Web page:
Mixing Opiates and Alcohol
Mixing alcohol with opiates not only worsens all of the effects of drinking, but it can also be life-threatening. Learn about the dangers in our featured article.
When used alone, alcohol can result in serious side effects – even if one is not chemically dependent. Drinking alcohol is considered a societal norm. Most people will consume alcohol at some point during their lives, and many people will drink too much on occasion. Drinking too many results in lowered inhibitions, an increase in risk-taking behavior, and in some cases, “blacking out” – forgetting large periods. Common symptoms of alcohol intoxication include slurred speech, a lack of coordination and motor skills, confusion, blurred vision, and an inability to focus on any one thing, mood swings, irregularities with the heartbeat, and respiratory depression.
Mixing alcohol with opiates not only worsens all of the effects of drinking, but it can be life-threatening. In recent years, prescription opiates like morphine, hydrocodone, and oxycodone began being prescribed heavily for the treatment of moderate or severe pain. Unfortunately, it was soon found that prescription opioids were extremely habit-forming, and many individuals developed serious substance abuse disorders. It is not uncommon for those struggling with opiate addiction to use their drug of choice in conjunction with alcohol, seeing as doing so often increases the effects of the drug, resulting in a more intense “high.” Taking opiates other than as prescribed can be extremely dangerous, and mixing opiates with alcohol can lead to serious – and sometimes permanent – health-related issues… including overdose-related death.
The Dangers of Alcohol and Opioid Abuse
Alcohol itself is a depressant, and combining this chemical substance with another depressant (such as opiates) can be fatal. The two substances work together to exacerbate and worsen negative effects, such as the central nervous system depression. Breathing is slowed as is brain functioning, and blacking out becomes far more common. Overdose-related deaths involving alcohol and opiates have been on the rise throughout the United States in recent years – this is partially due to the increase of prescription opioid circulation. However, once it was determined that prescription opioids were not safe to prescribe so freely, government officials issued a crackdown on drugs like morphine and oxycodone. At this point, it was too late, and millions of Americans were already struggling with opiate addiction. Rather than seek professional help, the majority of these men and women sought a more affordable and attainable alternative; heroin. Heroin is also frequently used in conjunction with alcohol. Of course, seeing as heroin is an illicit and dangerous drug, taking it in any amount is never recommended. Mixing heroin and alcohol – even if alcohol is taken in an extremely small amount – can lead to serious side effects.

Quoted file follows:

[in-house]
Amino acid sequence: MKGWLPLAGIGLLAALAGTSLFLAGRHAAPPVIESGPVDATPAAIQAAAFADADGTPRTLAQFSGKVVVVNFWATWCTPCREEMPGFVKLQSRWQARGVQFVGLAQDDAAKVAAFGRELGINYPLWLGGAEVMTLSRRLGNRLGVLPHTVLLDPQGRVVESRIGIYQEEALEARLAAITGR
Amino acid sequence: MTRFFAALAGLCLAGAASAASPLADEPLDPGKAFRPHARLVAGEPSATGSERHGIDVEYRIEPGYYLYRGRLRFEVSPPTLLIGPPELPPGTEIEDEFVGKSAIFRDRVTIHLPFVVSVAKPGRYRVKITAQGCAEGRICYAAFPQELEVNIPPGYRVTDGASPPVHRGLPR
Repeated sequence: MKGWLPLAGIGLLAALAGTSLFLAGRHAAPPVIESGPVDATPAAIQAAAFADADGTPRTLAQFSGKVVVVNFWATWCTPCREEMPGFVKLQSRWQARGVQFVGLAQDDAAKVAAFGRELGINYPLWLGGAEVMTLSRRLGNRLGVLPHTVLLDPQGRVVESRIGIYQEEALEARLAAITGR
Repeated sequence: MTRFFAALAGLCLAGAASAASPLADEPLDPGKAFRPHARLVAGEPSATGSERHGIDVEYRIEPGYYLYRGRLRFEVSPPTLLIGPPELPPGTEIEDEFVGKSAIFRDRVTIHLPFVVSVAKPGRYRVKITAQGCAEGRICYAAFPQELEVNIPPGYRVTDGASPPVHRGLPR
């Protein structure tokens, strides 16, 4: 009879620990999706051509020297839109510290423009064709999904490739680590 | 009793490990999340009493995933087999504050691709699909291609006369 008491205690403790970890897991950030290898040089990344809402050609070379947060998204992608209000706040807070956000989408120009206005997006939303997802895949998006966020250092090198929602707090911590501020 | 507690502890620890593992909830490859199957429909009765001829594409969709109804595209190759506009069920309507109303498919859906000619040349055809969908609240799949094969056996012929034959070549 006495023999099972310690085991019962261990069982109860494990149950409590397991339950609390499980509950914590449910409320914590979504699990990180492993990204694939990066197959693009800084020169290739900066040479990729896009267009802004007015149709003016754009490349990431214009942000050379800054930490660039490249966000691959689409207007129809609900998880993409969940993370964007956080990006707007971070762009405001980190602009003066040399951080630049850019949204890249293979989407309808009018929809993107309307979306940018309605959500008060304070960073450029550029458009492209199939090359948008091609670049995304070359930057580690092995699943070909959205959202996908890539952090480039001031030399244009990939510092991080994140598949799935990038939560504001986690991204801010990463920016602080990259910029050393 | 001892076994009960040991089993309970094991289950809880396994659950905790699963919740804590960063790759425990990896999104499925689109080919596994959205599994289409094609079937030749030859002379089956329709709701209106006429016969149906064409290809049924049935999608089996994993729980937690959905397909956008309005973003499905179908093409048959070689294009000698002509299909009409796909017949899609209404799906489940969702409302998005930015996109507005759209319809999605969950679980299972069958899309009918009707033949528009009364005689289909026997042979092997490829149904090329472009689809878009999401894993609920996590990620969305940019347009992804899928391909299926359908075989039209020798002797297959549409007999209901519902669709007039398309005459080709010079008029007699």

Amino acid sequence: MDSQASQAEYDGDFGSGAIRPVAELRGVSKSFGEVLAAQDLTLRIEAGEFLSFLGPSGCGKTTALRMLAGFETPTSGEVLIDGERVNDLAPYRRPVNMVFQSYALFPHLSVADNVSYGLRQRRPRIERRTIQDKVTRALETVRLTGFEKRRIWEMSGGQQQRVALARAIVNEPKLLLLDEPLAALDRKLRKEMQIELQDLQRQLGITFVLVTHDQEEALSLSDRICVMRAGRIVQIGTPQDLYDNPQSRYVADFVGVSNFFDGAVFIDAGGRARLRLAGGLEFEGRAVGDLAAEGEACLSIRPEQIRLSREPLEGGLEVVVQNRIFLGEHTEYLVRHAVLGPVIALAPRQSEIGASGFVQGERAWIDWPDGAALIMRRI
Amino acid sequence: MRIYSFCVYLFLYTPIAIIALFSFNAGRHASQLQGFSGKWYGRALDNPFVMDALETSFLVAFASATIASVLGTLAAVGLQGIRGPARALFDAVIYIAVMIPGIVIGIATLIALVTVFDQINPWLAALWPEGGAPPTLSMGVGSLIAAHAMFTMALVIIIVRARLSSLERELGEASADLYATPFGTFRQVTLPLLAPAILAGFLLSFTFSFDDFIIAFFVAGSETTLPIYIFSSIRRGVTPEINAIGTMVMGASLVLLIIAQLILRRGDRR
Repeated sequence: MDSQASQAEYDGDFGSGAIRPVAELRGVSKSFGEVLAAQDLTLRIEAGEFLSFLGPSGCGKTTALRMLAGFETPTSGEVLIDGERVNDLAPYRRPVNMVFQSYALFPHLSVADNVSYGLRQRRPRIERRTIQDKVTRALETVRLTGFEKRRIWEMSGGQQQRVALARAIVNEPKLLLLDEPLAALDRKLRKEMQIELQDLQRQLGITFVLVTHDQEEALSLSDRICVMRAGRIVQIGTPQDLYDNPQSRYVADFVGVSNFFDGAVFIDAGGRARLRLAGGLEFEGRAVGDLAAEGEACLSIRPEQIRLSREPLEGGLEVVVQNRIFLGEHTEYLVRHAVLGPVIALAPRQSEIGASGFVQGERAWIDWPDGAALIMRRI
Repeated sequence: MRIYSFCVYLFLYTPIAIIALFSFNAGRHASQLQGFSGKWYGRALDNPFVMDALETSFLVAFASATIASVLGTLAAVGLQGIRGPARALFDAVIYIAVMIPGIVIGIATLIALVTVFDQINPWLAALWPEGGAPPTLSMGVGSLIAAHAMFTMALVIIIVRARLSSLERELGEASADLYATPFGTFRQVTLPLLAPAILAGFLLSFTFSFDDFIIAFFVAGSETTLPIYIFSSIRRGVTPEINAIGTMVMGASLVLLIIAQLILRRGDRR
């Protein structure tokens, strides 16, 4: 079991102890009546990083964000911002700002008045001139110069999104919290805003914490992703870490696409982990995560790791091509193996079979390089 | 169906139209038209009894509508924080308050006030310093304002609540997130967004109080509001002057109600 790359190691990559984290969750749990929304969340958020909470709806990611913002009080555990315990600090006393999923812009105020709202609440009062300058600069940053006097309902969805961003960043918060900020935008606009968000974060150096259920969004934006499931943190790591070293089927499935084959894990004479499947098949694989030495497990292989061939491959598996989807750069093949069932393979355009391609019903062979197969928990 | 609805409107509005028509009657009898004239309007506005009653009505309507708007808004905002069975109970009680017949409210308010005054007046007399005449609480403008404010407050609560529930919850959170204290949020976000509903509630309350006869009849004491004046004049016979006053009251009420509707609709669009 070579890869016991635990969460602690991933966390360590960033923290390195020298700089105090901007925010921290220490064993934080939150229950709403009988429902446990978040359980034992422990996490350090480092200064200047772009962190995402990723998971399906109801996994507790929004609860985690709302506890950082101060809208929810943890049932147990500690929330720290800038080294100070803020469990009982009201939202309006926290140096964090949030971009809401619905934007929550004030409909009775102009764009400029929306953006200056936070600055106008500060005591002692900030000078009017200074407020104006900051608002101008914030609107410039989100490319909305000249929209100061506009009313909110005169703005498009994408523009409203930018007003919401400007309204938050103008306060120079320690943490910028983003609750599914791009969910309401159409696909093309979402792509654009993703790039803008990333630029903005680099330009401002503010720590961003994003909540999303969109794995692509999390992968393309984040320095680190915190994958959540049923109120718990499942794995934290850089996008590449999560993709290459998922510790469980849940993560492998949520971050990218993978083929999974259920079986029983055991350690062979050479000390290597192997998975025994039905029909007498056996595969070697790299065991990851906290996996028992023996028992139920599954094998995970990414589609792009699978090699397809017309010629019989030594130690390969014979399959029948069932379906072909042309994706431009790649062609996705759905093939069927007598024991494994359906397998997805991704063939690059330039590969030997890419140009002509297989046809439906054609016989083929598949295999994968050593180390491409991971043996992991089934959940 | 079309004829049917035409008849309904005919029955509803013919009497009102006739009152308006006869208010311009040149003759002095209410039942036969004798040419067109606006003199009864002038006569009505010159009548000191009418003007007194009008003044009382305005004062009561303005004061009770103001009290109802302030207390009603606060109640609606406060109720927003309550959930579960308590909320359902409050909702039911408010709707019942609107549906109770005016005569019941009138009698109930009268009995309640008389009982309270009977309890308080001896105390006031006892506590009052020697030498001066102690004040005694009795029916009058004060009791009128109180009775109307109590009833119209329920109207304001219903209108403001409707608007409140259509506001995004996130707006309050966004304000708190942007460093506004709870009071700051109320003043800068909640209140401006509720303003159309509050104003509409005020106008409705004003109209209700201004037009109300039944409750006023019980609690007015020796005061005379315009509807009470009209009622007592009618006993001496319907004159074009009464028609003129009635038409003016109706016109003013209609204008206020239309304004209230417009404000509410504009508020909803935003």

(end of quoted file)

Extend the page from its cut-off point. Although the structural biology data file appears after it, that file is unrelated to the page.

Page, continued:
Respiratory depression will increase, leading to shallow breathing and potential overdose. A recent article published in Science Daily describes the dangers involved in using both substances at one time. The article explains the life-threatening respiratory depression can occur with small amounts of each substance, such as one mixed cocktail and one oxycodone tablet. Despite the dangers involved in taking opiates with alcohol, many individuals still struggle with polydrug abuse. At Absolute Awakenings, we specialize in treating men and women who struggle with multiple addictions. Our comprehensive program of addiction recovery thoroughly tackles all existing disorders, leading to lasting, fulfilled sobriety.
Polydrug Addiction Treatment
Many medical professionals confirm that the majority of the opiate-related emergency room visits they see directly involve alcohol as well. When an individual is prescribed a potent opioid painkiller, the prescribing physician will always recommend that alcohol is avoided entirely, seeing as the health issues relating to opiate and alcohol use are well-known and widely understood. Still, some abuse alcohol and opiates simultaneously. It could be possible that one addiction preceded the other. Perhaps an individual struggling with an alcohol abuse disorder is prescribed oxycodone after a surgical procedure. Perhaps an individual struggling with a heroin addiction attends a social event and decides to have a few beers. Regardless of what the case may be, those who are combining these two substances must seek professional care as quickly as possible if they want to avoid serious complications. If you or someone you know is struggling with polydrug abuse of any kind, we at Absolute Awakenings are available to help. To learn more about our program of recovery, simply give us a call today.
Perhaps an individual struggling with a heroin addiction attends a social event and decides to have a few beers. Regardless of what the case may be, those who are combining these two substances must seek professional care as quickly as possible if they want to avoid serious complications. If you or someone you know is struggling with polydrug abuse of any kind, we at Absolute Awakenings are available to help. To learn more about our program of recovery, simply give us a call today